Correction: Central Texas Water-Pipeline story
Nov. 30, 2017
SAN MARCOS, Texas (AP) — In a story Nov. 29 about a coalition of Texas cities planning to build a new water pipeline, The Associated Press erroneously reported the pipeline was expected to eventually bring another 13 gallons of water a day to the communities. The pipeline is expected to bring another 13 million gallons each day.
A corrected version of the story is below:
Texas cities partner in $225M water pipeline project
A coalition of rapidly growing cities in Central and South Texas is proceeding with a more than $225 million deal to create a long-term water supply
SAN MARCOS, Texas (AP) — A coalition of rapidly growing cities in Central and South Texas is proceeding with a more than $225 million deal to create a long-term water supply.
The Alliance Regional Water Authority has obtained permits and financing is underway to start construction next year on a 95-mile pipeline to pump groundwater from the Carrizo-Wilcox Aquifer east of Lockhart.
The coalition, formed in 2007, includes Hays County's three largest cities and the Canyon Regional Water Authority, which serves parts of Central and South Texas, the Austin American-Statesman reported .
The pipeline is expected to bring an additional 13 million gallons of water per day to San Marcos, Kyle, Buda and other communities that are part of the coalition by 2023.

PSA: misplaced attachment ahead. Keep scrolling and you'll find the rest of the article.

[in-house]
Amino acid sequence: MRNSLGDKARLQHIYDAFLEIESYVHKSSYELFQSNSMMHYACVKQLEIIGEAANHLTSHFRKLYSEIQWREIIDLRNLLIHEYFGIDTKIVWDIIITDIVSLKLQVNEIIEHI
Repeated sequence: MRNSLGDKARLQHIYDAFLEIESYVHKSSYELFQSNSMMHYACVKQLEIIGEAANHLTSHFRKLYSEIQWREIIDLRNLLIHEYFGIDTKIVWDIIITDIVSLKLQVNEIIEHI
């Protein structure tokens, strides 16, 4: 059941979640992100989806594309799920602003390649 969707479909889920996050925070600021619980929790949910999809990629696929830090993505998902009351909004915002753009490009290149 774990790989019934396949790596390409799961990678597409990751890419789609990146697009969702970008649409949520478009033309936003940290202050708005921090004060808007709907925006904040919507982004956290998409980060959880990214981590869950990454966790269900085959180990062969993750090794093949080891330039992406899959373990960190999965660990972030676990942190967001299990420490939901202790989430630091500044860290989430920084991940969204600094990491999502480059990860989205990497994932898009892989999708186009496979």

"Some entities may only have enough (water) to last five to 10 years. Others could make it 15 years without needing a new supply," said Graham Moore, executive director of the coalition.
"So really it varies, but as a whole, in the next 10 years or so, the area would not have enough water without our project coming online," Moore said. "Our goal is to develop a supply for our sponsors that takes them 50 years and beyond."
The project's cost will be shared by all coalition members in percentages proportionate to use. The first of two phases will cost $12.4 million, which is being paid by members now. The second phase will be paid for through a loan from the Texas Water Development Board.
"We knew that mounting individual projects would be very expensive and that we could achieve economies of scale if we banded together," said Tom Taggart, San Marcos' executive director of public services. "This is a success story, I think, of how it's a lot better to work together to reach a common goal for the common good than individually compete against each other for resources."